St. Thomas’s encyclopedic knowledge and massive erudition existed harmoniously with a humble nature and a simple, traditional Catholic piety. He was a well balanced man and a dedicated Dominican priest. This synthesis of childlike wonder and deep inquiry marked his life. After having a mystical vision of Jesus Christ on the cross while praying after Mass one day, he abandoned any further writing. He died on his way to the Council of Lyon in 1274, not yet 50 years old. He is buried in Toulouse, France, retaining his status as the Church’s most eminent theologian.
St. Thomas, your life of the mind co-existed with a deep piety which understood God in all His complexity and simplicity. Your sophisticated writings defend the faith of those who have neither the time nor the gift for higher study. Help all those with the vocation to teach in the Church to follow your example of humble and faithful inquiry into the highest truths.
Reflection from Butler’s Lives of the Saints:
ST. THOMAS was born of noble parents at Aquino in Italy, in 1226. At the age of nineteen he received the Dominican habit at Naples, where he was studying. Seized by his brothers on his way to Paris, he suffered a two years’ captivity in their castle of Rocca-Secca; but neither the caresses of his mother and sisters, nor the threats and stratagems of his brothers, could shake him in his vocation. While St. Thomas was in confinement at Rocca-Secca, his brothers endeavored to entrap him into sin, but the attempt only ended in the triumph of his purity. Snatching from the hearth a burning brand, the Saint drove from his chamber the wretched creature whom they had there concealed. Then marking a cross upon the wall, he knelt down to pray, and forthwith, being rapt in ecstasy, an angel girded him with a cord, in token of the gift of perpetual chastity which God had given him. The pain caused by the girdle was so sharp that St. Thomas uttered a piercing cry, which brought his guards into the room. But he never told this grace to any one save only to Father Raynald, his confessor, a little while before his death. Hence originated the Confraternity of the “Angelic Warfare,” for the preservation of the virtue of chastity. Having at length escaped, St. Thomas went to Cologne to study under Blessed Albert the Great, and after that to Paris, where for many years he taught philosophy and theology. The Church has ever venerated his numerous writings as a treasure-house of sacred doctrine; while in naming him the Angelic Doctor she has indicated that his science is more divine than human. The rarest gifts of intellect were combined in him with the tenderest piety. Prayer, he said, had taught him more than study. His singular devotion to the Blessed Sacrament shines forth in the Office and hymns for Corpus Christi, which he composed. To the words miraculously uttered by a crucifix at Naples, “Well hast thou written concerning Me, Thomas. What shall I give thee as a reward?” he replied, “Naught save Thyself, O Lord.” He died at Fossa-Nuova, 1274, on his way to the General Council of Lyons, to which Pope Gregory X. had summoned him.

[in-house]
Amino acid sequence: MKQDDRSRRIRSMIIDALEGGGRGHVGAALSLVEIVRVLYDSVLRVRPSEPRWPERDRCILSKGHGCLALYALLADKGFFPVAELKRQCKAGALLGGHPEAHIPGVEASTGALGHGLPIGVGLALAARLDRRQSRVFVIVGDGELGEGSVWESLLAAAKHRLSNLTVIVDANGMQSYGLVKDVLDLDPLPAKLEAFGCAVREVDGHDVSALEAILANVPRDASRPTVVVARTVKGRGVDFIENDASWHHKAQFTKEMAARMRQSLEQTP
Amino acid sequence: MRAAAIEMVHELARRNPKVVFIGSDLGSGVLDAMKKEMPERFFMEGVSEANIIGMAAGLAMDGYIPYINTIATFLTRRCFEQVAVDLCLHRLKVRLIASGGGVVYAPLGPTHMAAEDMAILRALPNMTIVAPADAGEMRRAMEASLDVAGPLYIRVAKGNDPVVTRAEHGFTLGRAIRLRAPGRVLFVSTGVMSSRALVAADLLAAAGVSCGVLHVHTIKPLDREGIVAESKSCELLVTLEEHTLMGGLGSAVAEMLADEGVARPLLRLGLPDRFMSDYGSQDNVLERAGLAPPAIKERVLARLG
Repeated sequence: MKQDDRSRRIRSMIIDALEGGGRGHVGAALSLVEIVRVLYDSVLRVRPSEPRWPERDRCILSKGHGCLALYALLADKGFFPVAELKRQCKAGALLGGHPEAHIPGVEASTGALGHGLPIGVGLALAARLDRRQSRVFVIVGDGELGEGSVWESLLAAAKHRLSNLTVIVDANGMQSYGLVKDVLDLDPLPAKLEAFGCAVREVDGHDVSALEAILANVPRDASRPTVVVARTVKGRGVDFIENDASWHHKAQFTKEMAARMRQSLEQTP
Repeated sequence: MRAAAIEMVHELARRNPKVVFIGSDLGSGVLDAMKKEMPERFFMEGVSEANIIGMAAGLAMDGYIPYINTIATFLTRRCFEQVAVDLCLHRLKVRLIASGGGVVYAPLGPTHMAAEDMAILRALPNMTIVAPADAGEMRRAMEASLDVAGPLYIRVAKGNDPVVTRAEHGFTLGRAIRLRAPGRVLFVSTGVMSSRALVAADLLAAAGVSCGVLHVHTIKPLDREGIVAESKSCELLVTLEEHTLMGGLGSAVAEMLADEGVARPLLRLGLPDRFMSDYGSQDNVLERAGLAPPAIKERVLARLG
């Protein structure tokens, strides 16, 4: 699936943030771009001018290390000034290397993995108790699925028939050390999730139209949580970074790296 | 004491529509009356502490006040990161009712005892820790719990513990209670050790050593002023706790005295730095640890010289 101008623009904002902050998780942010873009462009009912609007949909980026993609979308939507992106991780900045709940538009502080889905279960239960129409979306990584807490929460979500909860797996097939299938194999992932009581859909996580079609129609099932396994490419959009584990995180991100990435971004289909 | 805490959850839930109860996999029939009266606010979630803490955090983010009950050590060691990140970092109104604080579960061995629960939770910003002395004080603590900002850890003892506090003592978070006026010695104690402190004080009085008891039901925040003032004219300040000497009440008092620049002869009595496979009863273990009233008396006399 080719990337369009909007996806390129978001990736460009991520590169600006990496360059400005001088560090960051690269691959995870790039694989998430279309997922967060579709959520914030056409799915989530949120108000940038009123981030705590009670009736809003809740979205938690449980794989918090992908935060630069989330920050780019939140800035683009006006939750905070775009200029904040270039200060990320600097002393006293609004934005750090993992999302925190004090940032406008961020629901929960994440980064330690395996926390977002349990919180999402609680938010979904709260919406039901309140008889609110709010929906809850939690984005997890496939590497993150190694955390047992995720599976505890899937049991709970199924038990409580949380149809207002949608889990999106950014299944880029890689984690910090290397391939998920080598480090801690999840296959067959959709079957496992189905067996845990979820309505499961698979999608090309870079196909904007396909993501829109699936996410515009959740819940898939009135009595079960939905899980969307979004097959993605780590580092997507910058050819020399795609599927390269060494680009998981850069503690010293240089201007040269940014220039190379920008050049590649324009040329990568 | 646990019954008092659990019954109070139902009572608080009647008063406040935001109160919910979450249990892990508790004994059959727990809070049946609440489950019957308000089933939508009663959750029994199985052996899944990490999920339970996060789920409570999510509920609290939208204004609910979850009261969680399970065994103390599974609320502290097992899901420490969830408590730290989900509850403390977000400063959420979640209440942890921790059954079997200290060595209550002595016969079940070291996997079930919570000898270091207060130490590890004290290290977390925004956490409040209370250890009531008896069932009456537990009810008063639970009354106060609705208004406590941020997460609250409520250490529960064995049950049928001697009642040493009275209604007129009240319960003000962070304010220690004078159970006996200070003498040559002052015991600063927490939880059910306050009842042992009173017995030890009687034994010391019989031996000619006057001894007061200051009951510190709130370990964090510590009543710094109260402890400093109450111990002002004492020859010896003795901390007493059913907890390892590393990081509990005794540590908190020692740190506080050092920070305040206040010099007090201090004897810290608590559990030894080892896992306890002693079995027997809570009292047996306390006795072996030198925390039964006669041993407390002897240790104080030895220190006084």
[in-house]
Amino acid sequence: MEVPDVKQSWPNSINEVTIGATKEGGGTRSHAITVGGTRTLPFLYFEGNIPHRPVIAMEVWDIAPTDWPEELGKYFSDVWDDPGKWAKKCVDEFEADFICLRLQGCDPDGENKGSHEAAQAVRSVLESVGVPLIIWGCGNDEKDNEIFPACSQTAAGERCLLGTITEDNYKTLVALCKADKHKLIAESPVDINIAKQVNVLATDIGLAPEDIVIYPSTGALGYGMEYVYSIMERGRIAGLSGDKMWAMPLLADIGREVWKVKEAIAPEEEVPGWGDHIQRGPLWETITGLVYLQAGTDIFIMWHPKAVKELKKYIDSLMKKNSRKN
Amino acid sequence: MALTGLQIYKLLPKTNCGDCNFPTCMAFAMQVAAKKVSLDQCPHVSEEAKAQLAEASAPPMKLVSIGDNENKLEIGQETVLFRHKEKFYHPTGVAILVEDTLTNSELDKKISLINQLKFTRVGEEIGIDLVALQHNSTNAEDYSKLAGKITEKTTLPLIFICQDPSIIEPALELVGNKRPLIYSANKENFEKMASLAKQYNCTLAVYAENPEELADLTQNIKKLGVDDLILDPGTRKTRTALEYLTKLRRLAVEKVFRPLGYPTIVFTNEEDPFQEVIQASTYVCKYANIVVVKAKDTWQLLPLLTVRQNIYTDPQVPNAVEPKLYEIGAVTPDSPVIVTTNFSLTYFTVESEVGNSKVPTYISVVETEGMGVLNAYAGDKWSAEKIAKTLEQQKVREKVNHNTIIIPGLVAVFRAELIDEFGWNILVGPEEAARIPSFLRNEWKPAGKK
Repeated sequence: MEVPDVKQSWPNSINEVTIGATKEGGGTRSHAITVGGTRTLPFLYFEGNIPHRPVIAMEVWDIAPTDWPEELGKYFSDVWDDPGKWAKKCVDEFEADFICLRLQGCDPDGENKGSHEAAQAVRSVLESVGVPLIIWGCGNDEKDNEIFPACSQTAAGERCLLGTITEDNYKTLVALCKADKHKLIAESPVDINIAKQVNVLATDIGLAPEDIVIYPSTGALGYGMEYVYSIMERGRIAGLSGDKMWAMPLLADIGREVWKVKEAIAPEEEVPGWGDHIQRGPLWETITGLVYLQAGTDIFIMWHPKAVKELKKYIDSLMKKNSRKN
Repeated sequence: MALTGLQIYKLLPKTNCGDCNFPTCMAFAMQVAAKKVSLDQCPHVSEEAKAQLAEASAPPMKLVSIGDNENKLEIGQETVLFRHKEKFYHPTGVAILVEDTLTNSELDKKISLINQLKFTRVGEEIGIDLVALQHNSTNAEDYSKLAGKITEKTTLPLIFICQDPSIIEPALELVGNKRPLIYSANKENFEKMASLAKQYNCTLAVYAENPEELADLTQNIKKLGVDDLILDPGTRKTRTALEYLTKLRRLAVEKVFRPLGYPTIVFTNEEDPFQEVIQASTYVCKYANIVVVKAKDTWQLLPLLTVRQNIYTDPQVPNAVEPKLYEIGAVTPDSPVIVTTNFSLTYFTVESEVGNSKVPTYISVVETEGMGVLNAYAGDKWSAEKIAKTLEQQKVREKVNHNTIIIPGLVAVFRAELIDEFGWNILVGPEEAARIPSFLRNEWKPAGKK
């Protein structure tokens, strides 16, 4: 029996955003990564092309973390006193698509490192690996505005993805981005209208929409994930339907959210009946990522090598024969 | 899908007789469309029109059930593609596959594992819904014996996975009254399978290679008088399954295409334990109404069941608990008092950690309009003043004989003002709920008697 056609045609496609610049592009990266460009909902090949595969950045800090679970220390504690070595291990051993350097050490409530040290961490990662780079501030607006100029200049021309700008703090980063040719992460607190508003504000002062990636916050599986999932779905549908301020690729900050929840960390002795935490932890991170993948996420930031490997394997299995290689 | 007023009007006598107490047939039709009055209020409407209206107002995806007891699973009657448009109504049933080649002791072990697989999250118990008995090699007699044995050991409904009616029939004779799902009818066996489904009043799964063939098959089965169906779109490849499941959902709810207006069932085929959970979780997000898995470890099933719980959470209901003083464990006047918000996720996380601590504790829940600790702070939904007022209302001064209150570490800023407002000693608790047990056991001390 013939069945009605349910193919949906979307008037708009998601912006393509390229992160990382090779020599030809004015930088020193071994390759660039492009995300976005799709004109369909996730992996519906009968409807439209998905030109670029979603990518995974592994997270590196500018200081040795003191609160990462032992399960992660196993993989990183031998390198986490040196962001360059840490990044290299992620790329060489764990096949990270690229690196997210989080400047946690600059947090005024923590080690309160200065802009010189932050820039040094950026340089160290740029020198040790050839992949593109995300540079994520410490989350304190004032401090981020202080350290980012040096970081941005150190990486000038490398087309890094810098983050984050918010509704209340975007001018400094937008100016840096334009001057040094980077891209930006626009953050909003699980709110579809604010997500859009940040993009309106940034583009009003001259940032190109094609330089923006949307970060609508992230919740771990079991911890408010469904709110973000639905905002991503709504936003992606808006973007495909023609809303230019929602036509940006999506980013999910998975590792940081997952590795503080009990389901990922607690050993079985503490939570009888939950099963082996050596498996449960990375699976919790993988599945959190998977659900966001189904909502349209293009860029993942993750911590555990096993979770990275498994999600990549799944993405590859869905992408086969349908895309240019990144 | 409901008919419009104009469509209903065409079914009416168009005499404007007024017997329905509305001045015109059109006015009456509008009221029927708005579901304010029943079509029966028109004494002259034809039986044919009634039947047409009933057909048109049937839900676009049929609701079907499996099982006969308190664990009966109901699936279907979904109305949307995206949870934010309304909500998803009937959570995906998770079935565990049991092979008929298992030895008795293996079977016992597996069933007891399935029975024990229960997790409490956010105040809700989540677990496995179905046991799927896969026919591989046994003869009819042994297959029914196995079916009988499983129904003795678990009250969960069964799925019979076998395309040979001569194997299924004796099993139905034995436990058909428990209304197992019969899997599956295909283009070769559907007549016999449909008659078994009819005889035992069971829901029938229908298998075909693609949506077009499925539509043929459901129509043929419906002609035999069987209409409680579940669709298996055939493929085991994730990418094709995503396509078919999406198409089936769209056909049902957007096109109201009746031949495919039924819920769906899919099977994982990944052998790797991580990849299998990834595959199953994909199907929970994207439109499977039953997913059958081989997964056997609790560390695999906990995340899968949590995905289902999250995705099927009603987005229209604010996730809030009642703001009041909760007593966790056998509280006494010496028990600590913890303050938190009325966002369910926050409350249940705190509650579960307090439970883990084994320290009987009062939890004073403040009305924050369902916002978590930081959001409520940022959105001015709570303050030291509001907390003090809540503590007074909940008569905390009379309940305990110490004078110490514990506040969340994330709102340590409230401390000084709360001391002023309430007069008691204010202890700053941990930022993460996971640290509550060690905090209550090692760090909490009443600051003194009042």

Reflection.—The knowledge of God is for all, but hidden treasures are reserved for those who have ever followed the Lamb.
Lives of the Saints, by Alban Butler, Benziger Bros. ed.